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Customer reviews

5.0 out of 5 stars
4

on 19 July 2011
MY BLEEDING BUSINESS by Terry Downes
(Won 35 -KO 28, Lost 9 -KO 6, Drawn 0)
Stanley Paul and Co Ltd 1964 (194pp H/back)

This very revealing publication spells out Terry's honesty, regard and pride for his Paddington Cockney family roots, which from the onset taught him self reliance among many things, including personal discipline and the need to develop his own initiative and drive.
Immediately apparent is his them-n'-us tribal attitude which made him aware of his family's social niche in society. However, he recognised the call to be respectful of the law, was a great believer in the principle of National Assistance for the old and needy, but dead against layabouts and spongers spinning yarns to get a few quid regularly. In a nutshell, he was brought up to believe -it would seem- in the words of Andrew Carnegie 'anything in life worth having is worth working for'.
A healthy expectation which does him great credit.
In June '52, there occurred a horrific RTA accident in Baltimore resulting in his sister Sylvie losing her right arm. The immediate family flew to her bedside. Especially heartening, he says, was the kindnesses and sympathy shown his family by local residents in the United States. He thought the city's attitude to his family was both warm wonderful.
Later, he enlisted in the United States Marine Corps (Jan '54) and during his three year stint perfected his boxing abilities, becoming a polished and successful amateur fighter.
It was after his discharge from the services and his return to the UK that the general public here began to sit up and take notice of what the sports pages termed 'The Paddington Express' so called for his all out aggression in the ring.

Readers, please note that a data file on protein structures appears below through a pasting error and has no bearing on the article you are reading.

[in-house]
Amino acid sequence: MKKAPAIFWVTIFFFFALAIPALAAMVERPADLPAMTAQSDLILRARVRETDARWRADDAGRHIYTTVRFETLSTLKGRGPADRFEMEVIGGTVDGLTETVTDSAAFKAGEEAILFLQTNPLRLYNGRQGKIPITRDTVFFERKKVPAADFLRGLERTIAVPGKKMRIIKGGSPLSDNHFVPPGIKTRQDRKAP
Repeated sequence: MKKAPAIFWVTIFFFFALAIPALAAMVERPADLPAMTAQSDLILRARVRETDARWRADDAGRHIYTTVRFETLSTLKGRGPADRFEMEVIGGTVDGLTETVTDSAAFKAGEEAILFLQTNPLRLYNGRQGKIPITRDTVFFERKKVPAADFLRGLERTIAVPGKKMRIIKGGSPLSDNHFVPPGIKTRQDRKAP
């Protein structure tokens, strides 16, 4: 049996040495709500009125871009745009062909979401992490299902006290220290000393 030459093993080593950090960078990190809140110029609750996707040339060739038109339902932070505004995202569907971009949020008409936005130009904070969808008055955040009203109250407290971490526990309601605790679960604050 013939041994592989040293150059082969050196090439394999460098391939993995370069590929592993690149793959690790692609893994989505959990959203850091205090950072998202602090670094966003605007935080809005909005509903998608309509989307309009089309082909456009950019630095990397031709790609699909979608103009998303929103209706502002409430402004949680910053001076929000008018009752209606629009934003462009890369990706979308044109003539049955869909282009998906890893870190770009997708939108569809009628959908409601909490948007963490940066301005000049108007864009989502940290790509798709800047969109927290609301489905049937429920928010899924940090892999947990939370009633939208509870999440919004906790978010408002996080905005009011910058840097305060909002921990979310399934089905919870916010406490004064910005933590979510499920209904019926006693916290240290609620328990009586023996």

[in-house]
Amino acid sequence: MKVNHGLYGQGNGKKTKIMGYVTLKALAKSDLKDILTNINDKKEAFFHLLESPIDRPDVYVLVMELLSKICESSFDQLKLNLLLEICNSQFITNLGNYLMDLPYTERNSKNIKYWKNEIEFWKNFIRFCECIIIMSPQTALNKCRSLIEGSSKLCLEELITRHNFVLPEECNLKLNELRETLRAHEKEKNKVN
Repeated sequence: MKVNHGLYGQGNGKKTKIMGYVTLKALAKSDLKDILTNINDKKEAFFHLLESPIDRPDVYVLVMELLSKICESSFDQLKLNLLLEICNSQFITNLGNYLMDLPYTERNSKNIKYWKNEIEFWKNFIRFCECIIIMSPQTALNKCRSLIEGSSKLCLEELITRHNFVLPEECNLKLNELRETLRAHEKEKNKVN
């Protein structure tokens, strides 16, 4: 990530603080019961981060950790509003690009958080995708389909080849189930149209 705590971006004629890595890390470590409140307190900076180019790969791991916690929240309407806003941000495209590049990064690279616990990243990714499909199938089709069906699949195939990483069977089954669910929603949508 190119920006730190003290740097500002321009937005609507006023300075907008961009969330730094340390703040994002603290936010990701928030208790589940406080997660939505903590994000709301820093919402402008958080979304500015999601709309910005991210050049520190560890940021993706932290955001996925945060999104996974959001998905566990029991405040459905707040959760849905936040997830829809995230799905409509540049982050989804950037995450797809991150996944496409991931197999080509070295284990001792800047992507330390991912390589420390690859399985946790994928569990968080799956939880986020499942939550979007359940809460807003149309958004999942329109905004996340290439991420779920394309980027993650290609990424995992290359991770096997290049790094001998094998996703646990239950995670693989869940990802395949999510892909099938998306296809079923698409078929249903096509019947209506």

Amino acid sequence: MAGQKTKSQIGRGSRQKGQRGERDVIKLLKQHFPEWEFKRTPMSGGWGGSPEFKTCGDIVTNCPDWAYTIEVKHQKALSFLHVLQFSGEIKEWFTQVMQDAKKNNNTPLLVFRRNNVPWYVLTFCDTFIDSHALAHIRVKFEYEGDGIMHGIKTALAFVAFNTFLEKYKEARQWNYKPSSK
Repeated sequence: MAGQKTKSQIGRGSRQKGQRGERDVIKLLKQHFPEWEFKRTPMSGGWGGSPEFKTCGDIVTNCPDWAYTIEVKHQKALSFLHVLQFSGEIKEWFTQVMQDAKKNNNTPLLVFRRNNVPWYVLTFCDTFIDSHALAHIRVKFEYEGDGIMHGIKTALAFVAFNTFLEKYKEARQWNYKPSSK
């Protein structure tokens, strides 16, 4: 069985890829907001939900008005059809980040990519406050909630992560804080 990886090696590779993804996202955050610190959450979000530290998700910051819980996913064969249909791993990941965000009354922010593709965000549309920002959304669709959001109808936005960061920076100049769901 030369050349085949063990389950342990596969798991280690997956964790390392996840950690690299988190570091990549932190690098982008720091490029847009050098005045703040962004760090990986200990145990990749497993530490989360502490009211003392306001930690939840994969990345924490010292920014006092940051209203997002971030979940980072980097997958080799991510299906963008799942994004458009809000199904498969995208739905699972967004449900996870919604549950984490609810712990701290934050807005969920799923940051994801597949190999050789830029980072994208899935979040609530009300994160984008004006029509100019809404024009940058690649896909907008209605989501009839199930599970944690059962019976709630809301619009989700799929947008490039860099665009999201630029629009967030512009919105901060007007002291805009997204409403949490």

I had the good fortune to see him fight against Orlando Di Pietro at a packed and noisy Liverpool Stadium one night in March 1960, when he won the ten-rounder with a convincing KO in the 4th Round.
Following year, he was scheduled to meet Paul Pender for their second World Middle-weight title clash at the Empire Pool, Wembley (July '61). Terry Downes looked more the State-Side fighter with his two-fisted and continuous punching as opposed to Pender whose upright open stance was considered more in line with British fighters.
The book revealed that one of his sparring partners was Wally Swift, who I always considered had the best straight left in the business. He'd invited Randy Turpin to spar with him and Terry wondered how he might have fared up against him in an official bout? Which led me to speculate as to how he might have managed in a scrap with the rough-n'-tumble hard-as-nails Jake LaMotta -now, there's a thought?
He fought the top-of-the-crop, but could be modest and humble in his comments about them, as when he fought the great Sugar Ray (then, 41 years old) in 1962 and said after beating the best one-time pound-for-pound fighter in the world "I didn't beat Sugar Ray, I beat his ghost!"
His last fight was against another great fighter in the form of World L/Heavyweight champ Willie Pastrano at the King's Hall, Belle Vue, Manchester in November '64, going down twice in the 11th round before being TKO'd.
Glad to learn through the pages of a copy of July 2011 Daily Mail that he is still around in the land of the living, and with a lively wit.
"Semper Fi" laudiblly applies in your attitude toward your Family, Service and Boxing records.
I salute you, Terry Downes.
You're one of the best!
Regards,
Bernard F. Spencer
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on 19 March 2014
brilliant book thanks a great champion in an era when boxing was much easier to follow who would have one if turpin and downes had fought at their peakes.
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on 5 December 2014
Great book couldn't put it down
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on 27 August 2014
On time and as described.
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